Wound healing in an incisional wound is a highly predictable process which has been studied extensively hour-by-hour and day-by-day. Healing in a periodontal defect following gingival flap surgery is, conceptually, a more complex process as one wound margin consists of calcified tissue, including the avascular and rigid root surface. Another complicating factor in this wound healing is the transgingival position of the tooth. Experimental studies, however, have indicated that healing at a dento-gingival interface under optimal conditions occurs at the same rate as in a skin wound. Generally, periodontal healing is characterized by maturation of gingival connective tissue, limited regeneration of alveolar bone and cementum, and the formation of a long junctional epithelium. Such observations have nurtured the hypothesis that the epithelium of the surgical flap needs to be prevented from early access to the root surface during the healing period to achieve connective tissue repair of the root surface-gingival flap interface. Recent experimental findings suggest, however, that connective tissue repair to the root surface following reconstructive periodontal surgery is a function of the establishment and maintenance of a root surface-adhering fibrin clot. Since fibrin adherence to the wound margins is a natural event, it is additionally suggested that apical migration of the gingival epithelium in periodontal surgical wounds may only follow interruption of the adherence of the fibrin clot to the root surface.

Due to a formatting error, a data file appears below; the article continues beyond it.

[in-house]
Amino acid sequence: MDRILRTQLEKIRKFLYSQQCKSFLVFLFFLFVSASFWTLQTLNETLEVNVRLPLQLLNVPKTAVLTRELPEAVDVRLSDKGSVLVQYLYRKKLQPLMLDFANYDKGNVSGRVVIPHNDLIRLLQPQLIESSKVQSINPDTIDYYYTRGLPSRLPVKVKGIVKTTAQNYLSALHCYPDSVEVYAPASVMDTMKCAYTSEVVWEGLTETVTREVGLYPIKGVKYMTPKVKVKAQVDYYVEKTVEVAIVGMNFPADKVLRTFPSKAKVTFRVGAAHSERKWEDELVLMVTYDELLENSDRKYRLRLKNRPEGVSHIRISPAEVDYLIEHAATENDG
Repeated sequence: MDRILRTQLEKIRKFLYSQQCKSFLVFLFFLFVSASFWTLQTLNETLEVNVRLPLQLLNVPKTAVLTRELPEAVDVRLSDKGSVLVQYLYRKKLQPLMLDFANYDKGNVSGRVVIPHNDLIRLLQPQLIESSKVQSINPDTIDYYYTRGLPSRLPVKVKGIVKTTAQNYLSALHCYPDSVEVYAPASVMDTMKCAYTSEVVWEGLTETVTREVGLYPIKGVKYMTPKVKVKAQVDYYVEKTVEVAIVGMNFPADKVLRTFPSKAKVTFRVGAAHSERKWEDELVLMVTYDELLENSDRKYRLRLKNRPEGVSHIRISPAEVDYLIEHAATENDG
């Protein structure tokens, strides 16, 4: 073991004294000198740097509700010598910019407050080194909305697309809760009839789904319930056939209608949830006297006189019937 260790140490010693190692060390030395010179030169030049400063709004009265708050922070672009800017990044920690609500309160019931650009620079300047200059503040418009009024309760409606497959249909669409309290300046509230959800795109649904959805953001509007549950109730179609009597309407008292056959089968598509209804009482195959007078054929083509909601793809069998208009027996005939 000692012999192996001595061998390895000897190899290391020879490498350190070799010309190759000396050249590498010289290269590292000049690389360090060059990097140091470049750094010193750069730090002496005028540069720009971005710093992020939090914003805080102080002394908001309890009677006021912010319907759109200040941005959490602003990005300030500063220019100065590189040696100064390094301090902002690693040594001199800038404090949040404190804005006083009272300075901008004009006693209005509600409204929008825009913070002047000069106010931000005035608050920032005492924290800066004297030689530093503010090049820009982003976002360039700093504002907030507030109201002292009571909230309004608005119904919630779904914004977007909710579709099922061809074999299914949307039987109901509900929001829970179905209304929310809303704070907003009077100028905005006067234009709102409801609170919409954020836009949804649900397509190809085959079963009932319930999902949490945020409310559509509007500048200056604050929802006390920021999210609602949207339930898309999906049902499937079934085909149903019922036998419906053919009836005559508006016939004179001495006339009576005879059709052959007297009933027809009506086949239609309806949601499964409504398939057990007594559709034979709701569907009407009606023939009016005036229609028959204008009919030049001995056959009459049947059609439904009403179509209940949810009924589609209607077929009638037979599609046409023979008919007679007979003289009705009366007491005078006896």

ASJC Scopus subject areas